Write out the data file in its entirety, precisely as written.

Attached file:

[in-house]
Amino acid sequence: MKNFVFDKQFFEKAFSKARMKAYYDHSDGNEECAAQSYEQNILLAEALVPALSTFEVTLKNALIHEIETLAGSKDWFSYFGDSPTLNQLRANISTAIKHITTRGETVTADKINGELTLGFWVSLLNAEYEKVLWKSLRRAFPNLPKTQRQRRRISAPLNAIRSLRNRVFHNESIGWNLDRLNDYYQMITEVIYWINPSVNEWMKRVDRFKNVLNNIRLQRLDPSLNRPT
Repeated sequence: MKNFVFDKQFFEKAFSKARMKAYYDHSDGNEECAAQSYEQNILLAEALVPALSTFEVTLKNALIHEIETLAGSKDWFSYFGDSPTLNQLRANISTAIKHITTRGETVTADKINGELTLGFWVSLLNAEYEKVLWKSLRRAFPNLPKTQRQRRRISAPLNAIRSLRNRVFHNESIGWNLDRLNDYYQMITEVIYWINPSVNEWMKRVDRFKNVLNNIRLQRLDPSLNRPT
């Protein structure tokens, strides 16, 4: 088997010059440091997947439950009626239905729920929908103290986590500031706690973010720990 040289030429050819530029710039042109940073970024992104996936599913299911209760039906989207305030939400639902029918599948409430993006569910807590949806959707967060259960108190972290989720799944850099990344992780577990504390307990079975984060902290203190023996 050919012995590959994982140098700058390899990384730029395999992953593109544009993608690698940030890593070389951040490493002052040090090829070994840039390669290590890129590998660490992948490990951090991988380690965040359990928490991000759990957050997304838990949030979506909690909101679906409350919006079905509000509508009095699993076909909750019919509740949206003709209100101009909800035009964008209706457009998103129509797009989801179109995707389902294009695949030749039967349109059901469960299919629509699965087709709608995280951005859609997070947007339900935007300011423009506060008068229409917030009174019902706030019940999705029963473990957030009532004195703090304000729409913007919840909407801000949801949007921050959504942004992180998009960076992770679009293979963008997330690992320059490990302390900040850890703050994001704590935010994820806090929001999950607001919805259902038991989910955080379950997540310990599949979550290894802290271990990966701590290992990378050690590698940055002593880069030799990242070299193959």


[in-house]
Amino acid sequence: MKNFVFDKQFFEKAFSKARMKAYYDHSDGNEECAAQSYEQNILLAEALVPALSTFEVTLKNALIHEIETLAGSKDWFSYFGDSPTLNQLRANISTAIKHITTRGETVTADKINGELTLGFWVSLLNAEYEKVLWKSLRRAFPNLPKTQRQRRRISAPLNAIRSLRNRVFHNESIGWNLDRLNDYYQMITEVIYWINPSVNEWMKRVDRFKNVLNNIRLQRLDPSLNRPT
Repeated sequence: MKNFVFDKQFFEKAFSKARMKAYYDHSDGNEECAAQSYEQNILLAEALVPALSTFEVTLKNALIHEIETLAGSKDWFSYFGDSPTLNQLRANISTAIKHITTRGETVTADKINGELTLGFWVSLLNAEYEKVLWKSLRRAFPNLPKTQRQRRRISAPLNAIRSLRNRVFHNESIGWNLDRLNDYYQMITEVIYWINPSVNEWMKRVDRFKNVLNNIRLQRLDPSLNRPT
């Protein structure tokens, strides 16, 4: 088997010059440091997947439950009626239905729920929908103290986590500031706690973010720990 040289030429050819530029710039042109940073970024992104996936599913299911209760039906989207305030939400639902029918599948409430993006569910807590949806959707967060259960108190972290989720799944850099990344992780577990504390307990079975984060902290203190023996 050919012995590959994982140098700058390899990384730029395999992953593109544009993608690698940030890593070389951040490493002052040090090829070994840039390669290590890129590998660490992948490990951090991988380690965040359990928490991000759990957050997304838990949030979506909690909101679906409350919006079905509000509508009095699993076909909750019919509740949206003709209100101009909800035009964008209706457009998103129509797009989801179109995707389902294009695949030749039967349109059901469960299919629509699965087709709608995280951005859609997070947007339900935007300011423009506060008068229409917030009174019902706030019940999705029963473990957030009532004195703090304000729409913007919840909407801000949801949007921050959504942004992180998009960076992770679009293979963008997330690992320059490990302390900040850890703050994001704590935010994820806090929001999950607001919805259902038991989910955080379950997540310990599949979550290894802290271990990966701590290992990378050690590698940055002593880069030799990242070299193959």